What is great company culture? Free food? Extra vacation? Flexible hours?
Employers spend more than $720 million on employee engagement ideas every year, yet only 30 percent of the workforce is actively engaged.
That’s because it takes more than “stuff” to truly engage team members.
PeopleMatter recently partnered with workplace culture guru, Laurie Ruettimann, who is also an HR strategist, writer and published author, for a webinar to talk about what it takes to build and develop a culture that helps you find and keep happy, passionate and loyal people.
Laurie says creating a magnetic culture really boils down to six key employee engagement ideas:
- Mission-driven organizations are more fun
- Culture is a choice
- Straight-talk with team members beats buzzwords and legalese
- You can learn from the best. Improved engagement and retention are possible
- Money is part of the equation, but there’s more
- Loyalty is a two-way street, and it goes a long way
All of that sounds great, but where do you start?
We hand-picked three PeopleMatter clients who are rocking the employee culture game and wanted to share what they’re doing inside (and outside) of their organizations to better engage team members and give themselves a competitive edge.
Client: Texas Roadhouse
If you think creating a magnetic culture is hard with a handful of locations, try making that happen with more than 400.
But that isn’t stopping Texas Roadhouse.
Their motto is also their commitment: “The Texas Roadhouse story is simple. Legendary Food, Legendary Service – all with lots of Legendary fun!”
Their founder and CEO, Kent Taylor, is vocal about always putting team members first and customers second. He says if you do that, you’ll end up taking care of the shareholders.
I think it’s safe to say that kind of sentiment from the CEO makes employees at Texas Roadhouse, affectionately known as “Roadies,” feel incredibly valuable.
Even during tough economic times, the casual dining chain has continued to invest in recognition and celebration events because they understand that if they take care of their people, their people will take care of their guests.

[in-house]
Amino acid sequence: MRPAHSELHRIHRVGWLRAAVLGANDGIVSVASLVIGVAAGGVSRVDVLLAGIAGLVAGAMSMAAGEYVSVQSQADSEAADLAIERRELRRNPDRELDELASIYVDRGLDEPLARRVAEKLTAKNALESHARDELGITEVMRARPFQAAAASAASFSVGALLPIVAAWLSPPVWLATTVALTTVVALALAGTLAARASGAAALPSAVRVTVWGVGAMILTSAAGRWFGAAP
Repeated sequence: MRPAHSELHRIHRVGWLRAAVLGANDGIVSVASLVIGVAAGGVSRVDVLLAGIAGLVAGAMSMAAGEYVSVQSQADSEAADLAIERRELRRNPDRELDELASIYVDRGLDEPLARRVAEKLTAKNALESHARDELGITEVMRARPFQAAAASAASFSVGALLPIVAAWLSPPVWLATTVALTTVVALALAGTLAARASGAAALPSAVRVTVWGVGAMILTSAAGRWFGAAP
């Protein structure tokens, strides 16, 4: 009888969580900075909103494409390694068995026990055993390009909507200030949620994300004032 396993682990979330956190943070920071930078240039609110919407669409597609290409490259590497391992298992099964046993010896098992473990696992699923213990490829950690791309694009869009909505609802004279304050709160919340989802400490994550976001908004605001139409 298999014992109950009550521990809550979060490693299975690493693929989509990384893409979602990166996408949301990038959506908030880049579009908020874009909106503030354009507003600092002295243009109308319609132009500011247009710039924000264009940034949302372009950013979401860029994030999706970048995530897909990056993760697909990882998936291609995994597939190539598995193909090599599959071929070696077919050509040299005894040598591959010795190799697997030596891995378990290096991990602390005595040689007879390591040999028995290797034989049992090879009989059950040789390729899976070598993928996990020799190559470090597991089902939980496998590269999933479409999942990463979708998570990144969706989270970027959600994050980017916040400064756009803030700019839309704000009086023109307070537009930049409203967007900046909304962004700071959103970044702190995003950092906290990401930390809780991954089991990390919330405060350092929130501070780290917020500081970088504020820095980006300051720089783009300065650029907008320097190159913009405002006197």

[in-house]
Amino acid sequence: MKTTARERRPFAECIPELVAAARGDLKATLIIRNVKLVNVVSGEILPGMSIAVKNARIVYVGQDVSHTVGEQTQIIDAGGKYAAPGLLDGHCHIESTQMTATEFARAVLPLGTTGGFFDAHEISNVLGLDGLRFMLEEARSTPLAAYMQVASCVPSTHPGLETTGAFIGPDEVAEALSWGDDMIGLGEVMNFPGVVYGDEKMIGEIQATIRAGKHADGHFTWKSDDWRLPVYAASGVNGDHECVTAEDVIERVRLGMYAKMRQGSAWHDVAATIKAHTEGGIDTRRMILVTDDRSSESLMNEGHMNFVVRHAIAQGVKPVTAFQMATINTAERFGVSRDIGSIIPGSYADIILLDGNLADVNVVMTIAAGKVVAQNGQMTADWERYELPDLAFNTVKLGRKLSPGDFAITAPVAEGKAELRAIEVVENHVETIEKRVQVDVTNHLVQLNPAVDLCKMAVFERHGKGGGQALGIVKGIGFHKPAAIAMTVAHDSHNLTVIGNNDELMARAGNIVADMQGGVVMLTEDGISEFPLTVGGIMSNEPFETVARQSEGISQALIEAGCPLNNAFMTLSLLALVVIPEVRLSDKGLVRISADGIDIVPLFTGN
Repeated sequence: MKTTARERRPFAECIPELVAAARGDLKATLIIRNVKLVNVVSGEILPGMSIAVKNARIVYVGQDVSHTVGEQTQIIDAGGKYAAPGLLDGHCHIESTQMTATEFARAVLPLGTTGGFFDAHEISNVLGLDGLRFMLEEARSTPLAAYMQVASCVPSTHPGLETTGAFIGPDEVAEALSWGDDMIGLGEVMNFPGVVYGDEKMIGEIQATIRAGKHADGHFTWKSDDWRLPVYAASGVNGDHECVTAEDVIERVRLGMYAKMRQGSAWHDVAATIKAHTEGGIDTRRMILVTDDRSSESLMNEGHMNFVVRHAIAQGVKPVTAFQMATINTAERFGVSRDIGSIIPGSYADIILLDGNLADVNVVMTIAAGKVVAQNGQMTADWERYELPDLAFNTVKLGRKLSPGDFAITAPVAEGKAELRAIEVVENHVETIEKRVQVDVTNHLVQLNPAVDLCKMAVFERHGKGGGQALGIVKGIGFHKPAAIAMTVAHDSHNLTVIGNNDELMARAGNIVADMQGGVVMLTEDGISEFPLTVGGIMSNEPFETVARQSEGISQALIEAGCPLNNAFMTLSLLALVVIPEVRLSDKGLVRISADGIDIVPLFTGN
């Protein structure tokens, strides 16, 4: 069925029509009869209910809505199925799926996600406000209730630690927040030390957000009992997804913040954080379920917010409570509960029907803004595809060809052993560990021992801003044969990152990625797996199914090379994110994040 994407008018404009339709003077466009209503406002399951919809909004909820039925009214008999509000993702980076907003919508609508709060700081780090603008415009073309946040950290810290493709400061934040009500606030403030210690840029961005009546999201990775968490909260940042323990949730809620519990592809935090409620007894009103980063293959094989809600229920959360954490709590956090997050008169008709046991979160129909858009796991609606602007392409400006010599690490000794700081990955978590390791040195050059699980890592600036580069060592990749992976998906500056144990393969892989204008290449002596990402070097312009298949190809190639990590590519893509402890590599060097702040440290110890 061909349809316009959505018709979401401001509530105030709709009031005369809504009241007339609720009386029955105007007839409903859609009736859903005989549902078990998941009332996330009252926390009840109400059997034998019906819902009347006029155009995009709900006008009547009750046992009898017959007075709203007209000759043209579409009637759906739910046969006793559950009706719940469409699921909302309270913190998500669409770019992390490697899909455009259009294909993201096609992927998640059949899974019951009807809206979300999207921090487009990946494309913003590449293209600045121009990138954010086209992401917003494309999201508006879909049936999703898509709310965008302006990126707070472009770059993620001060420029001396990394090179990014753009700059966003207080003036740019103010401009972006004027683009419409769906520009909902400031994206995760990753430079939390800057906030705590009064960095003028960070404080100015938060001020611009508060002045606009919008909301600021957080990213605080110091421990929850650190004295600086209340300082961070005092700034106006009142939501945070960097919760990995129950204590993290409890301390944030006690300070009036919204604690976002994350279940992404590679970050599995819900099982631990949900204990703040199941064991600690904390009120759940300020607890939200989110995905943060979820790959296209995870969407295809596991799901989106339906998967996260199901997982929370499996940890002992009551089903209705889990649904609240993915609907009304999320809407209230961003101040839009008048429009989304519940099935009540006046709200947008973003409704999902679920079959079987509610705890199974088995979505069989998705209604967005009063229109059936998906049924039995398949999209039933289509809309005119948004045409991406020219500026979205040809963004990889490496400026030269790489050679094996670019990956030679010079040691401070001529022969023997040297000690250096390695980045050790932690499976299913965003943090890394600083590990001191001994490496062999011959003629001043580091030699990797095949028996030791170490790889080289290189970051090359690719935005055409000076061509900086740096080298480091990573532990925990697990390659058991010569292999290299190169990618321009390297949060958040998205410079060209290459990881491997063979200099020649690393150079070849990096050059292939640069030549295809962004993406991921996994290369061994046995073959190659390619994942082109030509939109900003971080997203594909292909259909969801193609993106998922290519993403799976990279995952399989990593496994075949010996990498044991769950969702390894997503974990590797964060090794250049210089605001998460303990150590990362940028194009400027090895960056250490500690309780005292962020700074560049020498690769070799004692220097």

Isn’t that what it’s really all about?
It’s like if you make an investment in your 401k, you’re saving money for the future. You expect a return on that investment. First, you have to put up money to do it. For the life of me, I don’t understand something: if you have people as your biggest asset and you claim they are your biggest asset, then how can you not invest in them but expect a return?
Former CEO, Texas Roadhouse
In an effort to further take care of their people, Texas Roadhouse started Andy’s Outreach Fund – a way for employees to help other employees. Whether a team member is affected by a death in the family, a natural disaster, or other devastating life event, Andy’s Outreach Fund raises money to help their family members (any employee) who might be struggling.
The Texas Roadhouse culture is one by design, not by default.
It’s about giving employees a sense of identity, meaning and belonging … and it’s working.
Client: Tender Greens
I love the goal of Tender Greens’ founders: “to have all employees look back and say that Tender Greens was the best job they ever had.”
I don’t know about you, but that makes me want to work there.
Sure, Tender Greens also wants customers to have access to healthy, delicious food that feeds the belly and the soul, but all of that starts with their team members. Like Texas Roadhouse, Tender Greens understands that if you put your people first, everything else will take care of itself.